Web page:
14:14
Theorem 1
16:18
Parameterization for the Reverse Path
17:24
Example 2
18:50
Line Integrals of Functions on ℝn
21:36
Example 3
24:20
Potential Functions

40m 19s

Intro
0:00
Potential Functions
0:08
Definition 1: Potential Functions
0:09
Definition 2: An Open Set S is Called Connected if…
5:52
Theorem 1
8:19
Existence of a Potential Function
11:04
Theorem 2
18:06
Example 1
22:18
Contrapositive and Positive Form of the Theorem
28:02
The Converse is Not Generally True
30:59
Our Theorem
32:55
Compare the n-th Term Test for Divergence of an Infinite Series
36:00
So for Our Theorem
38:16
Potential Functions, Continued

31m 45s

Intro
0:00
Potential Functions
0:52
Theorem 1
0:53
Example 1
4:00
Theorem in 3-Space
14:07
Example 2
17:53
Example 3
24:07
Potential Functions, Conclusion & Summary

28m 22s

Intro
0:00
Potential Functions
0:16
Theorem 1
0:17
In Other Words
3:25
Corollary
5:22
Example 1
7:45
Theorem 2
11:34
Summary on Potential Functions 1
15:32
Summary on Potential Functions 2
17:26
Summary on Potential Functions 3
18:43
Case 1
19:24
Case 2
20:48
Case 3
21:35
Example 2
23:59
Section 7: Double Integrals
Double Integrals

29m 46s

Intro
0:00
Double Integrals
0:52
Introduction to Double Integrals
0:53
Function with Two Variables
3:39
Example 1: Find the Integral of xy³ over the Region x ϵ[1,2] & y ϵ[4,6]
9:42
Example 2: f(x,y) = x²y & R be the Region Such That x ϵ[2,3] & x² ≤ y ≤ x³
15:07
Example 3: f(x,y) = 4xy over the Region Bounded by y= 0, y= x, and y= -x+3
19:20
Polar Coordinates

36m 17s

Intro
0:00
Polar Coordinates
0:50
Polar Coordinates
0:51
Example 1: Let (x,y) = (6,√6), Convert to Polar Coordinates
3:24
Example 2: Express the Circle (x-2)² + y² = 4 in Polar Form.
5:46
Graphing Function in Polar Form.
10:02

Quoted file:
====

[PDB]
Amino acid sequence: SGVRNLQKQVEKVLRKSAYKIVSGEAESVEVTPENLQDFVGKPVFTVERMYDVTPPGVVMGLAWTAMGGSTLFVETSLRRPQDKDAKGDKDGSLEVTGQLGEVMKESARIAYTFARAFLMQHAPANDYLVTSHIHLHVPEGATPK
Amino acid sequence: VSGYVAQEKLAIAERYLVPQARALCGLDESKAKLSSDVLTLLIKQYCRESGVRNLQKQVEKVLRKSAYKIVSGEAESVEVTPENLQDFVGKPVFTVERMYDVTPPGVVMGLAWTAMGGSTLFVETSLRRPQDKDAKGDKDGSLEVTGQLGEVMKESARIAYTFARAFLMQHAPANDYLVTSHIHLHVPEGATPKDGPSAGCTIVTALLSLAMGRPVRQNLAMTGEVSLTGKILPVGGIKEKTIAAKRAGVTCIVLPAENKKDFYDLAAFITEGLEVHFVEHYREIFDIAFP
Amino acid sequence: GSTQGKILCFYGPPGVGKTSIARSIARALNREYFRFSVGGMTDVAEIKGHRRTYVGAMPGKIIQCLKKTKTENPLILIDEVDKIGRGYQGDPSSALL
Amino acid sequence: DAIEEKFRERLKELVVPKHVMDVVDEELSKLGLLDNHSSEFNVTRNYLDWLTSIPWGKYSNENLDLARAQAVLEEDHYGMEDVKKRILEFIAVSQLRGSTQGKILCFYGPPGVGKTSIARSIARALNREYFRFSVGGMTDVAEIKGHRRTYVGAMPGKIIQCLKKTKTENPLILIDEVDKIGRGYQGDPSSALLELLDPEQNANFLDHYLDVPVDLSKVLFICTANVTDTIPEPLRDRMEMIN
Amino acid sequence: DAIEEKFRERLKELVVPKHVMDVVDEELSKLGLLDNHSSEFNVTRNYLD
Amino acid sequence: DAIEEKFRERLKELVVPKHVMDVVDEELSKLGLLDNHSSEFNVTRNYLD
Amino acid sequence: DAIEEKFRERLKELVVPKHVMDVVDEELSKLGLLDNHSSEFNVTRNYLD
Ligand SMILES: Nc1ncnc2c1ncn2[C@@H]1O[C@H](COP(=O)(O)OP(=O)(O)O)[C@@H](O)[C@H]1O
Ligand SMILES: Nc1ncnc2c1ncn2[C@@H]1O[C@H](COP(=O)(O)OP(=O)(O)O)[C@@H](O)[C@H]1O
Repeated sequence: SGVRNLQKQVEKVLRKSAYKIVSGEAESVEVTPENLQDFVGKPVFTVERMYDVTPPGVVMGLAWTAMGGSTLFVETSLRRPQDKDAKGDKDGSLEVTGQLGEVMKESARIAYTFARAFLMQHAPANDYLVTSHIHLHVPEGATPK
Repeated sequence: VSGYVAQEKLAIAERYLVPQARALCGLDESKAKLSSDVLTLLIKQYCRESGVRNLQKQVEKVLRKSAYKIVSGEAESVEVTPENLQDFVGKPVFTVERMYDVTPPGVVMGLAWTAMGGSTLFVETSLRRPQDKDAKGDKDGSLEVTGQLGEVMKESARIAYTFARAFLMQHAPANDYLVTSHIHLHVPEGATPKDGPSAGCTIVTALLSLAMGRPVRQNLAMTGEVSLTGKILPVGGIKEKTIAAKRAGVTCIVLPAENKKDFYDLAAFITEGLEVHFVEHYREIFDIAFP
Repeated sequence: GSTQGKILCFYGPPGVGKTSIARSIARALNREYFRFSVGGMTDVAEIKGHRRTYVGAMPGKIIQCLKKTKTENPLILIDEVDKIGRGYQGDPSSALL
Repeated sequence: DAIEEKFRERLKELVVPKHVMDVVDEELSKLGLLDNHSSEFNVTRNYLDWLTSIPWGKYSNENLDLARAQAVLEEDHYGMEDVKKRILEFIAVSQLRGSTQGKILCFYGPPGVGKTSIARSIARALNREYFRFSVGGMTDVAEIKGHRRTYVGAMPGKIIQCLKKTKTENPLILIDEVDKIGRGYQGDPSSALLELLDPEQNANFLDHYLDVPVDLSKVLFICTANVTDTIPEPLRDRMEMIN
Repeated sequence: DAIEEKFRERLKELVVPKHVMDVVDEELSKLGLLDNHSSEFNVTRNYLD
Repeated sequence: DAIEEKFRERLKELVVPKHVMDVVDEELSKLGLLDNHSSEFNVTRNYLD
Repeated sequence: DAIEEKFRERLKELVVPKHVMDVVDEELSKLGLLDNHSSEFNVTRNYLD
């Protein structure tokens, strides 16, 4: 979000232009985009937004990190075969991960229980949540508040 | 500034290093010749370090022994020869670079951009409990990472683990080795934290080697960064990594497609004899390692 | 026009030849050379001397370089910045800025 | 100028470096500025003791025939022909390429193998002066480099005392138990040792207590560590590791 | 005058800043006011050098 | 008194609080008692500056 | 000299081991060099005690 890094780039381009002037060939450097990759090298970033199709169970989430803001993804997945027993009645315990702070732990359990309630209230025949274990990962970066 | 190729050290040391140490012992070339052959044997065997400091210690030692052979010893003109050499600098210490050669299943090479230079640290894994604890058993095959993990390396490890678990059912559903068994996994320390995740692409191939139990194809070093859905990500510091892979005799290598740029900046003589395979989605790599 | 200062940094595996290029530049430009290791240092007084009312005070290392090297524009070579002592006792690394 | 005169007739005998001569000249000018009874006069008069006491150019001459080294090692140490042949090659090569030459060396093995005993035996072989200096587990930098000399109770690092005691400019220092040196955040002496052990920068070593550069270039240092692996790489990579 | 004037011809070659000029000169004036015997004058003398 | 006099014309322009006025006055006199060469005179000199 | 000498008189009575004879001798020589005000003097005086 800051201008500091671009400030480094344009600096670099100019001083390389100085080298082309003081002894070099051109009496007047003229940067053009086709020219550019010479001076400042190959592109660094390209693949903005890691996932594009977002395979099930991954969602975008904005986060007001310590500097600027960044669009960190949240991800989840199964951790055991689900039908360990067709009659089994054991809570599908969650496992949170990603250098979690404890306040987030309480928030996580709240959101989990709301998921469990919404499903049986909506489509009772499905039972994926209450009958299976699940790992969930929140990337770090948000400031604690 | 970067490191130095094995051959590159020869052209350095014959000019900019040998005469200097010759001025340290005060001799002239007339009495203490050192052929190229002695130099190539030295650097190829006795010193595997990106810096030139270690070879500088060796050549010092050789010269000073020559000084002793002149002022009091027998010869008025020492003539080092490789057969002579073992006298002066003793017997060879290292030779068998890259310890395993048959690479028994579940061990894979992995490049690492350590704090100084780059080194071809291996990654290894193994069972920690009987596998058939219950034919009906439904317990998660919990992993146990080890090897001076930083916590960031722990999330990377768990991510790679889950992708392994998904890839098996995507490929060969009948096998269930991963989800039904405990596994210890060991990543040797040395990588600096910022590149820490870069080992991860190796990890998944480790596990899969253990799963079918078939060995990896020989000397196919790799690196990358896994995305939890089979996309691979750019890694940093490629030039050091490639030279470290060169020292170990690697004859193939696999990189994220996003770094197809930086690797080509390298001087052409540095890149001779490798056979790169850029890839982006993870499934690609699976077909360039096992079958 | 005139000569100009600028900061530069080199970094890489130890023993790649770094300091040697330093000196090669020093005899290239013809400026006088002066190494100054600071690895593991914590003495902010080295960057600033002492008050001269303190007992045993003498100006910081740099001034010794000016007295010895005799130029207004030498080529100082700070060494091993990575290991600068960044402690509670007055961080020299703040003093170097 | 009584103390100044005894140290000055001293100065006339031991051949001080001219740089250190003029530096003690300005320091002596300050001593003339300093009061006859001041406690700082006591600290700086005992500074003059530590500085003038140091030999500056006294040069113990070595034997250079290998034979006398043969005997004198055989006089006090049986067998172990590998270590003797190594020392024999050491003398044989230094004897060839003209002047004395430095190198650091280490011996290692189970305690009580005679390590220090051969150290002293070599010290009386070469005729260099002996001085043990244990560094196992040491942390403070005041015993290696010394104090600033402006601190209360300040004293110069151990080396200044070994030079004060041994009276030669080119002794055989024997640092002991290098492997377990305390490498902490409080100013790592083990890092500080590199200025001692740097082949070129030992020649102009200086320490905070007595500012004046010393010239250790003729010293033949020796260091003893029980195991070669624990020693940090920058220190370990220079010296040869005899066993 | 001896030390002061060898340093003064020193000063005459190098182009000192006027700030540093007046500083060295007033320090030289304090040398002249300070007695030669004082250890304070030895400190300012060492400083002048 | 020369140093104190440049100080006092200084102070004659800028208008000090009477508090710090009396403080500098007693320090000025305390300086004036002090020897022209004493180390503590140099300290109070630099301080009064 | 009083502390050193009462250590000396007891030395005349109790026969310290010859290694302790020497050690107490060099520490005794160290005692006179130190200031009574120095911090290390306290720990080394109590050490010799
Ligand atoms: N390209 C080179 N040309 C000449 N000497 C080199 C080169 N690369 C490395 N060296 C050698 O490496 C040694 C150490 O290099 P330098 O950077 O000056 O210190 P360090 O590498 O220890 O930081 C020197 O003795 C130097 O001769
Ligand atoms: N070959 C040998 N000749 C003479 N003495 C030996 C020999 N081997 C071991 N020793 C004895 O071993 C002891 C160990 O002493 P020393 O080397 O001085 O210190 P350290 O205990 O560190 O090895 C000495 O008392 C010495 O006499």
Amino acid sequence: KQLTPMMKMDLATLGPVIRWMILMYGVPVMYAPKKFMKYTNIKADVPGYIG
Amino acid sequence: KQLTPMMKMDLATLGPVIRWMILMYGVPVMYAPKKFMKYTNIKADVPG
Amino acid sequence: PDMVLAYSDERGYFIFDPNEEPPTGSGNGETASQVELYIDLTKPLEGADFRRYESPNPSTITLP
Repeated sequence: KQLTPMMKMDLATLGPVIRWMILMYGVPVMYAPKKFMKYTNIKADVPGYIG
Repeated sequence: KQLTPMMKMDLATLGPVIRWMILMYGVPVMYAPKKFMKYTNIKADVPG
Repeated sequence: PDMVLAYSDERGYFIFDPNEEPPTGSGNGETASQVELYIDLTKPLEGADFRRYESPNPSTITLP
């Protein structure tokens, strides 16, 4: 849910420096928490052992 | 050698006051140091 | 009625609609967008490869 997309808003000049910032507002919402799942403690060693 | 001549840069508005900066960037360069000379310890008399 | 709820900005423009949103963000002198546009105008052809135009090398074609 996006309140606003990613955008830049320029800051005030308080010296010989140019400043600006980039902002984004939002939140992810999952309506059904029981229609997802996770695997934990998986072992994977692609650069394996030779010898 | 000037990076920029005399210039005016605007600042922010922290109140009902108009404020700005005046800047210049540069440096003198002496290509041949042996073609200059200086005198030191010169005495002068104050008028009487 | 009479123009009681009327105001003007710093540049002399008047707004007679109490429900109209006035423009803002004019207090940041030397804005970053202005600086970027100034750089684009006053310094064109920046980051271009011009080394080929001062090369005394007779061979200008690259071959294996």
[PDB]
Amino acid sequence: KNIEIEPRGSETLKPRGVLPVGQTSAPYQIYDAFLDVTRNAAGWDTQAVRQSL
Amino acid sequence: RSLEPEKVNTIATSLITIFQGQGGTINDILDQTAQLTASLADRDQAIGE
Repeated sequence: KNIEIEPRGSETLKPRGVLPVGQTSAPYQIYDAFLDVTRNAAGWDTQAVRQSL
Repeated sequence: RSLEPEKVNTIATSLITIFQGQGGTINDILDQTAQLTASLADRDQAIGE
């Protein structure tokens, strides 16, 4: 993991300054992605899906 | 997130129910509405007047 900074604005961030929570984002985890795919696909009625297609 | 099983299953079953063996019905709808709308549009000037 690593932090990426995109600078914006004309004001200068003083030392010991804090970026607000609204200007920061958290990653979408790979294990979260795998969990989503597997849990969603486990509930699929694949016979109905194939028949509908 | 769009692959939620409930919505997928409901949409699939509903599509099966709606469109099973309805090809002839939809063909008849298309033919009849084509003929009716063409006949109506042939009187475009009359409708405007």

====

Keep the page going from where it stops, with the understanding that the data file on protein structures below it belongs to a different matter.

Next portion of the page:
Converting a Region in the xy-plane to Polar Coordinates
14:14
Example 3: Find the Integral over the Region Bounded by the Semicircle
20:06
Example 4: Find the Integral over the Region
27:57
Example 5: Find the Integral of f(x,y) = x² over the Region Contained by r= 1 - cosθ
32:55
Green's Theorem

38m 1s

Intro
0:00
Green's Theorem
0:38
Introduction to Green's Theorem and Notations
0:39
Green's Theorem
3:17
Example 1: Find the Integral of the Vector Field around the Ellipse
8:30
Verifying Green's Theorem with Example 1
15:35
A More General Version of Green's Theorem
20:03
Example 2
22:59
Example 3
26:30
Example 4
32:05
Divergence & Curl of a Vector Field

37m 16s

Intro
0:00
Divergence & Curl of a Vector Field
0:18
Definitions: Divergence(F) & Curl(F)
0:19
Example 1: Evaluate Divergence(F) and Curl(F)
3:43
Properties of Divergence
9:24
Properties of Curl
12:24
Two Versions of Green's Theorem: Circulation - Curl
17:46
Two Versions of Green's Theorem: Flux Divergence
19:09
Circulation-Curl Part 1
20:08
Circulation-Curl Part 2
28:29
Example 2
32:06
Divergence & Curl, Continued

33m 7s

Intro
0:00
Divergence & Curl, Continued
0:24
Divergence Part 1
0:25
Divergence Part 2: Right Normal Vector and Left Normal Vector
5:28
Divergence Part 3
9:09
Divergence Part 4
13:51
Divergence Part 5
19:19
Example 1
23:40
Final Comments on Divergence & Curl

16m 49s

Intro
0:00
Final Comments on Divergence and Curl
0:37
Several Symbolic Representations for Green's Theorem
0:38
Circulation-Curl
9:44
Flux Divergence
11:02
Closing Comments on Divergence and Curl
15:04
Section 8: Triple Integrals
Triple Integrals

27m 24s

Intro
0:00
Triple Integrals
0:21
Example 1
2:01
Example 2
9:42
Example 3
15:25
Example 4
20:54
Cylindrical & Spherical Coordinates

35m 33s

Intro
0:00
Cylindrical and Spherical Coordinates
0:42
Cylindrical Coordinates
0:43
When Integrating Over a Region in 3-space, Upon Transformation the Triple Integral Becomes..
4:29
Example 1
6:27
The Cartesian Integral
15:00
Introduction to Spherical Coordinates
19:44
Reason It's Called Spherical Coordinates
22:49
Spherical Transformation
26:12
Example 2
29:23
Section 9: Surface Integrals and Stokes' Theorem
Parameterizing Surfaces & Cross Product

41m 29s

Intro
0:00
Parameterizing Surfaces
0:40